The biome reconstruction approach as a tool for interpretation of past vegetation and climate changes: application to modern and fossil pollen data from Lake El'gygytgyn, Far East Russian Arctic

P. E. Tarasov, A. A. Andreev, P. M. Anderson, A. V. Lozhkin, E. Haltia, N. R. Nowaczyk, V. Wennrich, J. Brigham-Grette, M. Melles
<span title="2013-06-25">2013</span> <i title="Copernicus GmbH"> <a target="_blank" rel="noopener" href="" style="color: black;">Climate of the Past Discussions</a> </i> &nbsp;
The modern and fossil pollen data obtained under the framework of the multidisciplinary international "El'gygytgyn Drilling Project" represent a unique archive that allows the testing of a range of pollen-based reconstruction approaches and the deciphering of changes in the regional vegetation and climate since ∼ 3.58 Ma. In the 5 current study we provide details of the biome reconstruction method applied to the late Pliocene and Quaternary pollen records from Lake El'gygytgyn. All terrestrial
more &raquo; ... ollen taxa identified in the spectra from Lake El'gygytgyn were assigned to major vegetation types (biomes), which today occur near the lake and in the broader region of eastern and northern Asia and, thus, could potentially have been present in this region dur-10 ing the past. When applied to the modern surface pollen spectra from the lake, the method shows a dominance of the tundra biome that currently characterizes the Lake El'gygytgyn area. When applied to the pollen spectra from the middle Pleistocene to present, the method suggests (1) a predominance of tundra during the Holocene, (2) a short interval during the marine isotope stage (MIS) 5.5 interglacial distinguished by 15 cold deciduous forest, and (3) a long phase of taiga dominance during MIS 31 and, particularly, MIS 11.3. These two latter interglacials seem to be some of the longest and warmest intervals within the past million years. During the late Pliocene-early Pleistocene interval (i.e., ∼ 3.562-2.200 Ma), there is good correspondence between the millennial-scale vegetation changes documented 20 in the Lake El'gygytgyn record and the alternation of cold and warm marine isotope stages, which reflect changes in the global ice volume and sea level. The biome reconstruction demonstrates changes in the regional vegetation which suggest a step-like transition from generally warmer/wetter environments of the earlier (i.e., Pliocene) interval towards colder/drier environments of the Pleistocene. The reconstruction of most 25 of the species-rich cool mixed and cool conifer forest biomes is particularly noticeable prior to MIS G16, whereas tundra becomes a prominent feature after MIS G6. These results consistently indicate that the study region supported significant tree populations 3451 CPD 9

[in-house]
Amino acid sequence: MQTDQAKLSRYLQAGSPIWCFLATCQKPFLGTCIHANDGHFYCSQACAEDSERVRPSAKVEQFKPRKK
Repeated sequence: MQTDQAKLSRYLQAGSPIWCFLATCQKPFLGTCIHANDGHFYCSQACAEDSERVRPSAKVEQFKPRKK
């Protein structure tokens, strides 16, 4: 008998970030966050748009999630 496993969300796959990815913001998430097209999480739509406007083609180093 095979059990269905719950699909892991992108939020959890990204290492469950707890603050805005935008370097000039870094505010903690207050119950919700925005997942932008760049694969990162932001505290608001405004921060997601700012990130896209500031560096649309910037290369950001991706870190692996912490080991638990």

<span class="external-identifiers"> <a target="_blank" rel="external noopener noreferrer" href="">doi:10.5194/cpd-9-3449-2013</a> <a target="_blank" rel="external noopener" href="">fatcat:xpxozwnxcbhf3nxdou4jzi6itm</a> </span>
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